How to photograph macaron

How to photograph macaron

Macaron is one of my favorite sweets in the world. And it’s not even for the taste. The macaron wins me for being one of the most beautiful and photogenic sweets that exist. For having beautiful and varied colors and looking like an edible piece of rainbow.
When photographing this or any colored candy, dishes or utensils with strong colors can steal the whole scene. For today’s post I photographed macarons and chose that the colors were pink and light green, which are complementary colors (which means that they will almost always be in harmony together because they present a lot of contrast between them). For those who don’t know, there is a ‘map’ of colors, a chromatic circle, which you can use as a guide when you need to choose colors for some composition. Complementary colors are those that are exactly on opposite sides of the circle. It does not mean that only if you combine these colors exactly together it will be fine. The choice of colors also depends a lot on personal taste and, above all, common sense!
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To highlight the colors of my macarons very well and, especially, their unparalleled texture, I chose a combination of silver plate-surface-accompaniment of very light colors. To capture the texture, I took some close-up pictures. Photos like this are called ‘Macro’, and are used to capture details, leaving the rest more blurred.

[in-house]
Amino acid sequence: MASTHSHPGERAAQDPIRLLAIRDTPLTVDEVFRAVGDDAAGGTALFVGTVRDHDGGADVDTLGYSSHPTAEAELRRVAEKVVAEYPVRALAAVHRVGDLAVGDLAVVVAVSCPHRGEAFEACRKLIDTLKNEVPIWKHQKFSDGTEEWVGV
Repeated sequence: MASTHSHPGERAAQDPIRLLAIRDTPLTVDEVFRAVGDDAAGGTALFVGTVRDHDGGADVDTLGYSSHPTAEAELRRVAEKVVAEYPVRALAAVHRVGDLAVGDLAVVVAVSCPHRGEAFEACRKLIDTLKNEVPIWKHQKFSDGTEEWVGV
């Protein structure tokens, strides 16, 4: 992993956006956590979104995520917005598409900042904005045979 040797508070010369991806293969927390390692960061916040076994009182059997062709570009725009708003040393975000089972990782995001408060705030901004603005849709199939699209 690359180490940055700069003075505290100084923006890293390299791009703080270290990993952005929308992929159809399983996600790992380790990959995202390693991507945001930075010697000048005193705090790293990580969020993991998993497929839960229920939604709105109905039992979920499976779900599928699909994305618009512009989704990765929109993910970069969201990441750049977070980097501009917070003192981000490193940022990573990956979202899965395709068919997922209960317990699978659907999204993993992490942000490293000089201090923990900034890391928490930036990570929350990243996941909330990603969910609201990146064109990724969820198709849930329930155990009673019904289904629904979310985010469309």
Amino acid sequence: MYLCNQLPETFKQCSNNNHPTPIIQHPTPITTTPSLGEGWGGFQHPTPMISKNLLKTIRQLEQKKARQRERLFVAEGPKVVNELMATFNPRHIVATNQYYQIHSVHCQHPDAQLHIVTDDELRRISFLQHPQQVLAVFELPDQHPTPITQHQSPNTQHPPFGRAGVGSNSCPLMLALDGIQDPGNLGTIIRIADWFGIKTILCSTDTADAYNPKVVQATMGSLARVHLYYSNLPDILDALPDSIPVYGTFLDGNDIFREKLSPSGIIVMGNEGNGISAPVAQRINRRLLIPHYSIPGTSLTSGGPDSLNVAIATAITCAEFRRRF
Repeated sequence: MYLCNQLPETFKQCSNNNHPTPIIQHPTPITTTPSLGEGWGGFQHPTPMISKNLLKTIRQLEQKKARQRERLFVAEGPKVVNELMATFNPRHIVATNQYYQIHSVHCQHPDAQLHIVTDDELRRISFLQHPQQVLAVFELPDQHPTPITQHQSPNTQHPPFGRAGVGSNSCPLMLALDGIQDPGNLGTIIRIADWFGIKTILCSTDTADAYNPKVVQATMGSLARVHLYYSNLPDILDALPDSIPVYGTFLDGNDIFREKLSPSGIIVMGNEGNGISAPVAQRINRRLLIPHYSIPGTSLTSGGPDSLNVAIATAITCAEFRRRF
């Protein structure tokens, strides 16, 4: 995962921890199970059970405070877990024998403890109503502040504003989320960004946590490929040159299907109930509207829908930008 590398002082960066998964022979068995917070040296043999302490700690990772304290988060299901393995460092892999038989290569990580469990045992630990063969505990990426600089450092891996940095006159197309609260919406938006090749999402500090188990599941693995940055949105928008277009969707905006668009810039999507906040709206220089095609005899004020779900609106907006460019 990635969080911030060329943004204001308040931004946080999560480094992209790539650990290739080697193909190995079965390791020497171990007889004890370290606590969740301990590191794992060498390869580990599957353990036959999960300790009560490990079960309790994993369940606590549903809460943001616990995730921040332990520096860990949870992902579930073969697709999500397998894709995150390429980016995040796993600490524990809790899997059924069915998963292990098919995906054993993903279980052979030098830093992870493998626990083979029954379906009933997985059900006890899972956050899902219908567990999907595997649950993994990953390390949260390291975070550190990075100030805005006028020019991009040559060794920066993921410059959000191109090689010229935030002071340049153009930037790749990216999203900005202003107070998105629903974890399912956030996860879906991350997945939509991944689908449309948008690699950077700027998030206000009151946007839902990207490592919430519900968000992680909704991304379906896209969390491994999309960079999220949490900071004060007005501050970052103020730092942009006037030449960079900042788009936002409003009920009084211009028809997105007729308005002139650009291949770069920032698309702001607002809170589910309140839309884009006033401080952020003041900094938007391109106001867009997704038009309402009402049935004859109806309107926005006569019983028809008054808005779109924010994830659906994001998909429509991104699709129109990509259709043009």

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To prove once again that we don’t need artificial lighting when we have natural lighting, I used only the lighting from a window. It is important that the window is large and that enough light is coming in through it. To illuminate the other side and eliminate those dark shadows, I used the good old homemade reflector that I showed here in my first post. Yes! The reflector also works indoors.
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Now that you know how to photograph macarons and are dying to eat one, click here to see Dani’s raspberry macaroons recipe! 🙂

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